Welcome to the NewsHour’s live-blog of the U.N. General Assembly, where more than 120 world leaders and envoys met in New York City. View highlights below from three days of the 67th session.
Thursday, Sept. 27
Updated 6:20 p.m. ET | South Sudan’s Vice President Riek Machar Teny-Dhurgon said when his country became independent from Sudan on July 9, 2011, some major differences still exited between the two neighbors. They reached resolution this week on some crucial issues, including use of Sudan’s oil infrastructure and border placement, but were unable to agree on which side can claim the oil-rich village of Abyei.
“It is now incumbent upon the [African Union] Peace and Security Council together with the U.N. Security Council to take necessary action for the way forward,” he said.
Related Resource: View voices from Abyei.
Within South Sudan, Teny-Dhurgon said his country is hoping to address food security by diversify its economy from oil (oil revenues make up 98 percent of South Sudan’s budget) and bolstering agriculture. “A hungry man is an angry man,” he said. The new country also is working to improve education and other services, he noted, but “still has a long way to go.”
(Read his full prepared remarks.)
Updated 5:03 p.m. ET | “Libya shall never be home to extremist groups,” but a peaceful place of moderation, said el-Megarif.
He condemned campaigns intended to defame the Prophet Muhammad, saying they increase hatred and go beyond the freedom of expression.
El-Megarif also said he condemned Israel’s occupation of Palestinian land and called for the return of Palestinian refugees and the establishment of an independent state of Palestine.
“The suffering of the Syrian people is unimaginable,” he continued. “The regime in power is repressing its citizens violently, shedding their blood. This has caused the regime to lose its legitimacy.”
Updated 4:41 p.m. ET | Libyan President Mohammed el-Megarif (pictured at left) took the podium and said he would like to apologize for the crimes committed by “the lunatic despot” former Libyan leader Moammar Gadhafi, who was killed by rebels on Oct. 20, 2011. “The Libyan people are determined to build a state … that respects its international commitments and human rights.”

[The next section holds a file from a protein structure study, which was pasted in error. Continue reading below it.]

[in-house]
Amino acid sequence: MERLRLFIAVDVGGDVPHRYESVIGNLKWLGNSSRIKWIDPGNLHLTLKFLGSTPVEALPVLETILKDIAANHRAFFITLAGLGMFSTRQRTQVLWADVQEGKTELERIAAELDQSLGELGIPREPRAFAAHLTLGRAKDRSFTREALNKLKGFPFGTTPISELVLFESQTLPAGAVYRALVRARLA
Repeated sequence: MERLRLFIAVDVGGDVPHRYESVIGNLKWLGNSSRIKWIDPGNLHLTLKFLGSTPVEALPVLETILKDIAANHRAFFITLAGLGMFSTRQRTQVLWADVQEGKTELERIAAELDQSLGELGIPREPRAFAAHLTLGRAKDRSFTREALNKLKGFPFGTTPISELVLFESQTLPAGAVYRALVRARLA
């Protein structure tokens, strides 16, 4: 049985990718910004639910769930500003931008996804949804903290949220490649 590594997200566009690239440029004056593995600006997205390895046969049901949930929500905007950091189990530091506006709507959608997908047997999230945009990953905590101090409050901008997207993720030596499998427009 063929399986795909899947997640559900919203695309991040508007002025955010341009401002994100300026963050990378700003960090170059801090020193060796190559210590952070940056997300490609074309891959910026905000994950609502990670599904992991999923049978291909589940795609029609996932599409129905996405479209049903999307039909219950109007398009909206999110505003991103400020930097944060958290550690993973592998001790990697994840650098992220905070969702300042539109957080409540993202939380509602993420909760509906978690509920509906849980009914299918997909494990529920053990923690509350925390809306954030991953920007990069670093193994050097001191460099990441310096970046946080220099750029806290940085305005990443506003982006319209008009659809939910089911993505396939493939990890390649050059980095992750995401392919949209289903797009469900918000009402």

One of those trying to help Libya was U.S. Ambassador Chris Stevens, el-Megarif said, calling him “a voice of reason and conscience.” Stevens died along with three aides in an attack on the U.S. consulate in Benghazi on Sept. 11.
“It was a loss for Libya as it was a loss for the United States. … This catastrophe will only increase our solidarity to entrench the hopes and objectives in which Ambassador Stevens believed that we will defeat the terrorists who do not represent Islam.”
Updated 3:30 p.m. ET | At one of Wednesday’s U.N. special meetings — on security threats in the portion of North Africa known as the Sahel, Secretary of State Hillary Clinton inferred a connection between the al-Qaida affiliate in the region and the attack that killed U.S. Ambassador Chris Stevens in Benghazi, Libya. According to a transcript from the State Department, she said:
“For some time, al-Qaida in the Islamic Maghreb and other groups have launched attacks and kidnappings from northern Mali into neighboring countries. Now, with a larger safe haven and increased freedom to maneuver, terrorists are seeking to extend their reach and their networks in multiple directions. And they are working with other violent extremists to undermine the democratic transitions underway in North Africa, as we tragically saw in Benghazi.”
Militia leaders in Benghazi have denied that al-Qaida in the Islamic Maghreb had a hand in the attacks, reports the New York Times.
Updated 2:15 p.m. ET | Iran must be kept from amassing enough enriched uranium to make a nuclear bomb, said Netanyahu. He held up a diagram of a bomb to explain the amount needed.
By next spring or summer, Iran will have finished the medium enrichment stage and entered the final stage of uranium enrichment, and at that point “it could be a few months or weeks to get enough enrichment for a nuclear bomb.”
He drew on the diagram where the red line should be: before Iran enters the final stage, where it would have only a few weeks to complete its bomb.
“It’s not only my right to speak, it’s my duty to speak,” Netanyahu said to applause. “It’s the duty of every responsible leader who wants world peace.”
On Thursday’s NewsHour, we’ll have more on Netanyahu’s call for a “red line” on Iran.
Photo of Israeli Prime Minister Benjamin Netanyahu by Mario Tama/Getty Images.